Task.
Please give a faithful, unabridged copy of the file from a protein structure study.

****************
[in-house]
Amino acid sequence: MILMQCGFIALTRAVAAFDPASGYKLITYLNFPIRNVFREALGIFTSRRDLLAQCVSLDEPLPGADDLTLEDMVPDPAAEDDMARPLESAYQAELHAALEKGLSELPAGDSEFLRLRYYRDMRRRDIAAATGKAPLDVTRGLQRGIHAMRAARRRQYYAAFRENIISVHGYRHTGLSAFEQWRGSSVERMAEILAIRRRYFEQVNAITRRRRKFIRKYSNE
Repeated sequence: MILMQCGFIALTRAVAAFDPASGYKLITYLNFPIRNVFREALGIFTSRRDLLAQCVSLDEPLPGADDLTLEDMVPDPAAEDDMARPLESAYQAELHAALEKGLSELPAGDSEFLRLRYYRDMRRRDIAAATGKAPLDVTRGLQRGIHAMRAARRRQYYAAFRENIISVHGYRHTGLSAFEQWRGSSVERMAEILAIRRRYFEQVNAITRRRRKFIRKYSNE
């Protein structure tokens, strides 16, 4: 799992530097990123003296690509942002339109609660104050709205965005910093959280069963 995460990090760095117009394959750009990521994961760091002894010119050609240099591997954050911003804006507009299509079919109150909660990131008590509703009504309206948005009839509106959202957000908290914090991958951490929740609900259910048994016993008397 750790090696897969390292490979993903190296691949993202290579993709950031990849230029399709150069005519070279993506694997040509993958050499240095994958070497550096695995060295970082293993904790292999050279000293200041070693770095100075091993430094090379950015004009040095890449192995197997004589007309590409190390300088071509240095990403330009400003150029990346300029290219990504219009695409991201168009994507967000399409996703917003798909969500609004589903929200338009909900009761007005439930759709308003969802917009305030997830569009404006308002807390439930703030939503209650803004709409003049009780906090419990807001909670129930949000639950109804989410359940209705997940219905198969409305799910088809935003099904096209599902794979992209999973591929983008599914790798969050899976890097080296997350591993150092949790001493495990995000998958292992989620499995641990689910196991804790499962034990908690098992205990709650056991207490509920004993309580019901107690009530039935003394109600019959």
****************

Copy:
[in-house]
Amino acid sequence: MILMQCGFIALTRAVAAFDPASGYKLITYLNFPIRNVFREALGIFTSRRDLLAQCVSLDEPLPGADDLTLEDMVPDPAAEDDMARPLESAYQAELHAALEKGLSELPAGDSEFLRLRYYRDMRRRDIAAATGKAPLDVTRGLQRGIHAMRAARRRQYYAAFRENIISVHGYRHTGLSAFEQWRGSSVERMAEILAIRRRYFEQVNAITRRRRKFIRKYSNE
Repeated sequence: MILMQCGFIALTRAVAAFDPASGYKLITYLNFPIRNVFREALGIFTSRRDLLAQCVSLDEPLPGADDLTLEDMVPDPAAEDDMARPLESAYQAELHAALEKGLSELPAGDSEFLRLRYYRDMRRRDIAAATGKAPLDVTRGLQRGIHAMRAARRRQYYAAFRENIISVHGYRHTGLSAFEQWRGSSVERMAEILAIRRRYFEQVNAITRRRRKFIRKYSNE
């Protein structure tokens, strides 16, 4: 799992530097990123003296690509942002339109609660104050709205965005910093959280069963 995460990090760095117009394959750009990521994961760091002894010119050609240099591997954050911003804006507009299509079919109150909660990131008590509703009504309206948005009839509106959202957000908290914090991958951490929740609900259910048994016993008397 750790090696897969390292490979993903190296691949993202290579993709950031990849230029399709150069005519070279993506694997040509993958050499240095994958070497550096695995060295970082293993904790292999050279000293200041070693770095100075091993430094090379950015004009040095890449192995197997004589007309590409190390300088071509240095990403330009400003150029990346300029290219990504219009695409991201168009994507967000399409996703917003798909969500609004589903929200338009909900009761007005439930759709308003969802917009305030997830569009404006308002807390439930703030939503209650803004709409003049009780906090419990807001909670129930949000639950109804989410359940209705997940219905198969409305799910088809935003099904096209599902794979992209999973591929983008599914790798969050899976890097080296997350591993150092949790001493495990995000998958292992989620499995641990689910196991804790499962034990908690098992205990709650056991207490509920004993309580019901107690009530039935003394109600019959």